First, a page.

Recently a 39-year old Kittson County woman with no underlying health conditions not only contracted COVID-19 virus, but reached a physical state that influenced her to have to go to the Mayo Clinic in Rochester, Minn. As of April 23, she had been down there for about 10 days.
“She’s quite significantly, ill. I mean, she’s making some good progress now,” said Cindy Urbaniak, Kittson County Nursing Home Administrator and Director of Public Health. “But she won’t be returning probably back to the community for about another month, possibly.”
This had an impact on the county, explained Urbaniak.
“I think people kind of were scared. I mean, I think they were nervous about her situation,” Urbaniak said, “thinking that, ‘Why her?’ Most people in their 20s and 30s think, ‘Well, I’m young. I’m healthy. I can get through this virus. It’s not going to affect me.’ Well, this isn’t the case for her.”
Urbaniak believes this situation influenced some people to be more aware of the possibility of they themselves not coming through COVID very healthy and ending up with significant, potentially long-term health issues. She also believes it led to another reaction.
“That increased our interest (in the vaccine),” Urbaniak said. “… Our list of people to be vaccinated wasn’t very long, and then it spiked up to about 75 (to) 80 people here the last week and a half or so after people were hearing about her health situation. But now, we’ve kind of caught up with that list.”
Urbaniak discussed the latest Kittson County COVID vaccine numbers, how the vaccination process has recently been going, Kittson County’s vaccine supply and demand situation, side effects reported so far, and the latest COVID case numbers. Urbaniak also reported that the COVID United Kingdom (UK) variant had reached Kittson County.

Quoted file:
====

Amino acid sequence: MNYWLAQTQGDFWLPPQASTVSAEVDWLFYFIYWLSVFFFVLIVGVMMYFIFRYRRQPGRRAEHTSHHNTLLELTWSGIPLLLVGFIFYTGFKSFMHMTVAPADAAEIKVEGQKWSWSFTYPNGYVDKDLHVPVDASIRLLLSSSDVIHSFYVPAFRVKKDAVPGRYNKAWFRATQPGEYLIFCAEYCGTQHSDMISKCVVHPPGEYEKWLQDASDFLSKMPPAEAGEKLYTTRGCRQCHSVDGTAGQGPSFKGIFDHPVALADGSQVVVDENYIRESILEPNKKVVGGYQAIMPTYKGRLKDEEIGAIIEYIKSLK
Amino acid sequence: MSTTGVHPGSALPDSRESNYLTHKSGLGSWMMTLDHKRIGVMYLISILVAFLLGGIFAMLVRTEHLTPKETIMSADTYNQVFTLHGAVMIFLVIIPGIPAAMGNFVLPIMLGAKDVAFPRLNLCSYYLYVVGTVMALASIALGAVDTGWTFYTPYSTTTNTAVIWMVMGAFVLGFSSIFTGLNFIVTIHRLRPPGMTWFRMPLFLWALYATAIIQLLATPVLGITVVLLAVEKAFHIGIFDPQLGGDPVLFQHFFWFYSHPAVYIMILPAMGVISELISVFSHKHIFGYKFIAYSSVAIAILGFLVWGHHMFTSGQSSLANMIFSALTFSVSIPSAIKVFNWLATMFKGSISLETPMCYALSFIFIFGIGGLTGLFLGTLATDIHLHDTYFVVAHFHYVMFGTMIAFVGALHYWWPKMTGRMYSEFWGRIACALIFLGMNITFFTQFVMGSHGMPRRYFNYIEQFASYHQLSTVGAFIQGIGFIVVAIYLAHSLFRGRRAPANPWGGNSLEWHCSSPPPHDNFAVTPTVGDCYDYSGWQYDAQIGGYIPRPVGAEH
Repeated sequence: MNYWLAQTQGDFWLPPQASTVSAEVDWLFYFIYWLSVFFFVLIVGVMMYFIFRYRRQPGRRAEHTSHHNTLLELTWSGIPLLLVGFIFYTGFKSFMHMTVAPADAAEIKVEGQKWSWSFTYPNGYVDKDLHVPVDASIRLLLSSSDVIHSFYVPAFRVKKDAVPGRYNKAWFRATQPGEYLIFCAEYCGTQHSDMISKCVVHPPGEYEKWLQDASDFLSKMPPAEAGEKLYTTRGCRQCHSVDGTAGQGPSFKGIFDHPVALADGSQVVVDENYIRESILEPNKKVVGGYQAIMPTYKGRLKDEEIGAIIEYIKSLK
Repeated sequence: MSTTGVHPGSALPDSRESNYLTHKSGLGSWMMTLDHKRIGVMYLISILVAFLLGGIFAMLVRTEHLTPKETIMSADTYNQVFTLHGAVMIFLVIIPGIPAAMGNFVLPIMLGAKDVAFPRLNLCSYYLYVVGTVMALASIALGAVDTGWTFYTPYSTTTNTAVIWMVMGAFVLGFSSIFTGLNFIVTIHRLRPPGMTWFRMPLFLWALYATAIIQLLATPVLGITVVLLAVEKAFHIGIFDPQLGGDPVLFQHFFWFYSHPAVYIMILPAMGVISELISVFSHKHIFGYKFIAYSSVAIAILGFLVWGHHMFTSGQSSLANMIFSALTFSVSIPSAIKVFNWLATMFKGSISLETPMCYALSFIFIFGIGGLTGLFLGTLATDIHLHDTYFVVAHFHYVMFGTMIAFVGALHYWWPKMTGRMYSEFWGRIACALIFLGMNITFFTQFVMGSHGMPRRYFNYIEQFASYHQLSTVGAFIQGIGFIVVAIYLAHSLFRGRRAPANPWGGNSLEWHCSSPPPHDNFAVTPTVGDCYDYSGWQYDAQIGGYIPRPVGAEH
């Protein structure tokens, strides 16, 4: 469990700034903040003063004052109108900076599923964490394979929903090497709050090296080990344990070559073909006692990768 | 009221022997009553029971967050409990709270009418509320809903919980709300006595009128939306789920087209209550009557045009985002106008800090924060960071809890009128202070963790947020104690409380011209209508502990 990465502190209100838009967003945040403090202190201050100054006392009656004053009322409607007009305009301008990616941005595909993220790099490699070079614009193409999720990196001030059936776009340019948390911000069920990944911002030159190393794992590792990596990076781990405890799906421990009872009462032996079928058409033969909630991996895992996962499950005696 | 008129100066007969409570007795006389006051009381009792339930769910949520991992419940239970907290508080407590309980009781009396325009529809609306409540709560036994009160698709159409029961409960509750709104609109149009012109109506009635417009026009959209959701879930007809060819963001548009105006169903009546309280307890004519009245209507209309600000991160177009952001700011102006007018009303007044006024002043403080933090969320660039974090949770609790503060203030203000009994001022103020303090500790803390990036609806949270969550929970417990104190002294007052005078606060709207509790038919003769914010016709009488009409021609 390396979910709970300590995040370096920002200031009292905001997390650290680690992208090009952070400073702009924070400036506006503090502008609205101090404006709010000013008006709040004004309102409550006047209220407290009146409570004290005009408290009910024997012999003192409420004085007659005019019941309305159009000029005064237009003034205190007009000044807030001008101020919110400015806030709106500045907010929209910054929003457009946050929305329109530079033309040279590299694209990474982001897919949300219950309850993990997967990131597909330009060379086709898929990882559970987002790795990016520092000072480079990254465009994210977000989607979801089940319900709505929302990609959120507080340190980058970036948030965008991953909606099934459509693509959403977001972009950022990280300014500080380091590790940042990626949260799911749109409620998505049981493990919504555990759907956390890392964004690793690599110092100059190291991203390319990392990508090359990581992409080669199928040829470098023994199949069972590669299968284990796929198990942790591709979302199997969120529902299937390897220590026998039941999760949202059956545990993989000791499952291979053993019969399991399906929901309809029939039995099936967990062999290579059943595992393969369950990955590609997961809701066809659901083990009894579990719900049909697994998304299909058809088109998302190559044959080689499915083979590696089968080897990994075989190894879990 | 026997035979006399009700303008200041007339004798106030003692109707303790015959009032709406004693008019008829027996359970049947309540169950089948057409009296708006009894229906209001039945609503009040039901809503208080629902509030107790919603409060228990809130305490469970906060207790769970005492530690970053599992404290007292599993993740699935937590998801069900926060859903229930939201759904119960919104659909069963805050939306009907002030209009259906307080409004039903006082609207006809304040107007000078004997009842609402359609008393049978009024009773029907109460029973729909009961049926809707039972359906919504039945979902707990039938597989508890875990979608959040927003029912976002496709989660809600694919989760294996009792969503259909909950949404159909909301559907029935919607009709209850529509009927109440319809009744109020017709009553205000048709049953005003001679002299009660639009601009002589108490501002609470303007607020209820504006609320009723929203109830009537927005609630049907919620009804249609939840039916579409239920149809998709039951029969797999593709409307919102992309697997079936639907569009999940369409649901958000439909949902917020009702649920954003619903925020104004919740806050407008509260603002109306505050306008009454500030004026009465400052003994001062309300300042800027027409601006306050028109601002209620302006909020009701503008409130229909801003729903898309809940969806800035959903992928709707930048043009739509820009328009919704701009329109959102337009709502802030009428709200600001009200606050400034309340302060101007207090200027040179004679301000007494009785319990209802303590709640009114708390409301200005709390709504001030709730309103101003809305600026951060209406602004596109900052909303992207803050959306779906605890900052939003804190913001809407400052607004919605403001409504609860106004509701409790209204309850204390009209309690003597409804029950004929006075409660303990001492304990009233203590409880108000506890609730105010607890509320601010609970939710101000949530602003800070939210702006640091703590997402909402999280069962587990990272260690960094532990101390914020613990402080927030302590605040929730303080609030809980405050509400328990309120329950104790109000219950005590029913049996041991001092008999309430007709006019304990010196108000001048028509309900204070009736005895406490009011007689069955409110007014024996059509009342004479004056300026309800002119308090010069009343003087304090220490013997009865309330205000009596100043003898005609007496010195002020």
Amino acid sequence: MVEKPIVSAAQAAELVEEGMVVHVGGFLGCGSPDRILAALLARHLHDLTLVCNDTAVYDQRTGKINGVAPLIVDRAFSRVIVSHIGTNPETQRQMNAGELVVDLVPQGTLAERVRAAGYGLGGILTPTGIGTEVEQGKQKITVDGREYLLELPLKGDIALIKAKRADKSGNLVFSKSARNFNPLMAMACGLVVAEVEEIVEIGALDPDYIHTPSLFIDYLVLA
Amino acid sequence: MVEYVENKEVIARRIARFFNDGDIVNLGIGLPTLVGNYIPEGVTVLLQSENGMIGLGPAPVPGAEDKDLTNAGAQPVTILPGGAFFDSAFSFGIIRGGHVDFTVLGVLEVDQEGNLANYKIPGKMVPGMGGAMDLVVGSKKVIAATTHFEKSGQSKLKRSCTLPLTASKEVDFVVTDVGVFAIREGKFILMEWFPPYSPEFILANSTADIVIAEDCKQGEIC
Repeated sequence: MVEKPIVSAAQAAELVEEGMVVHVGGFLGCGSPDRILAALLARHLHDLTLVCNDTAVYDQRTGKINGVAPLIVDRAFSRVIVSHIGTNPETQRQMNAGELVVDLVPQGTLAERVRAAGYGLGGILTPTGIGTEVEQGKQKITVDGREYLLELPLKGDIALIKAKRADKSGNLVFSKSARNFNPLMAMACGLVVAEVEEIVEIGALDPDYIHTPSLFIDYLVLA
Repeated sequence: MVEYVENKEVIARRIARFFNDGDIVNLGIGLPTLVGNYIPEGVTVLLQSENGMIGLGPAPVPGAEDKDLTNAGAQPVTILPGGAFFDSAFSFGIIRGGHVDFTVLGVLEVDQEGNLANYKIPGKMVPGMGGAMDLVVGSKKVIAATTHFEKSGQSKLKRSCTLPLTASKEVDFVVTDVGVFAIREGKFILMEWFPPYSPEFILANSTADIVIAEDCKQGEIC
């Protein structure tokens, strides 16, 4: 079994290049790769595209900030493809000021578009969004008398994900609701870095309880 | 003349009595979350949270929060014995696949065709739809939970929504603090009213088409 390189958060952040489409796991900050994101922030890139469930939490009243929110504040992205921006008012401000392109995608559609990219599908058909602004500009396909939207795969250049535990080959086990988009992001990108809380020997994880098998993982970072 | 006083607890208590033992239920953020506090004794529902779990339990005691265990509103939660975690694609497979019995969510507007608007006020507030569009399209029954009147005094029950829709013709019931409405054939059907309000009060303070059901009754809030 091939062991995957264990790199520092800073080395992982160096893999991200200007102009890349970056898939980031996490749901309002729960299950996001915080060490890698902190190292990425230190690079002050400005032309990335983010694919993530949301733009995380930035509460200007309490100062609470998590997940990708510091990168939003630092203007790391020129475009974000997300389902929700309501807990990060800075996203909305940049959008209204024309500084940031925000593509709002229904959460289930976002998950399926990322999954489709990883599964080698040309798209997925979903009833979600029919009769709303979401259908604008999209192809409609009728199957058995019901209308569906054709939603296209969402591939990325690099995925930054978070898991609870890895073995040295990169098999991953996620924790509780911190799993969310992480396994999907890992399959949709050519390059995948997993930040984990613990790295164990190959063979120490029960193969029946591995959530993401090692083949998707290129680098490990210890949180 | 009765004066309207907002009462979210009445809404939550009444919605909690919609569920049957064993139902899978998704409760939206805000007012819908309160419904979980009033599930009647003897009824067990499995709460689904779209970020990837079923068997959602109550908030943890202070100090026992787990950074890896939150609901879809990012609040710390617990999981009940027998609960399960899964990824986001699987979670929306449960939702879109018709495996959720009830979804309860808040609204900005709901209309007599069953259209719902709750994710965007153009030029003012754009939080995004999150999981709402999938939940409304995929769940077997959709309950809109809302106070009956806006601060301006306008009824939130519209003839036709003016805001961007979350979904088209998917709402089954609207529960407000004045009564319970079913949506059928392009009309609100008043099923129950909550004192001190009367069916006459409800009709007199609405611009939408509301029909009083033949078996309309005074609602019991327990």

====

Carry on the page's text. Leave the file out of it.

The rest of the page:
As of April 23, Urbaniak highlighted how the county had administered to 1,386 people— those having received at least one dose— with approximately 1,360 of those having received their second dose, Urbaniak estimated.
A total of 53 percent of Kittson County individuals over 16 years old have received at least one dose and 81 percent of Kittson County residents 65 and older have received at least one dose. These numbers don’t include those Kittson County individuals who got vaccinated in North Dakota. Urbaniak said they were working on counting up these numbers, but provided an estimate of about 400 people on this list.
Since the state opened up the vaccine to all those 16 years of age and older on March 30, Urbaniak explained how the county has been working with Kittson County schools to get information out to parents of 16-year-old and older children.
“We have had a number of kids under the age of 18 who’ve gotten vaccinated, even 18-year-olds,” Urbaniak said.
Those high school seniors who are 18 can sign their own paperwork to get the vaccine. Those students under 18 require a parent consent form in order for them to get vaccinated.
As for COVID cases, as of April 23, Kittson County reported 43 new ones since April 1— a “significant” number for the area, Urbaniak said. She added how a “fair” number of these cases— about half— were linked to within a family.
Kittson County continues to work to administer vaccines as cases, including that of the UK variant, remain in the county.
To see the complete story, read the April 29 issue of the North Star News in print or online.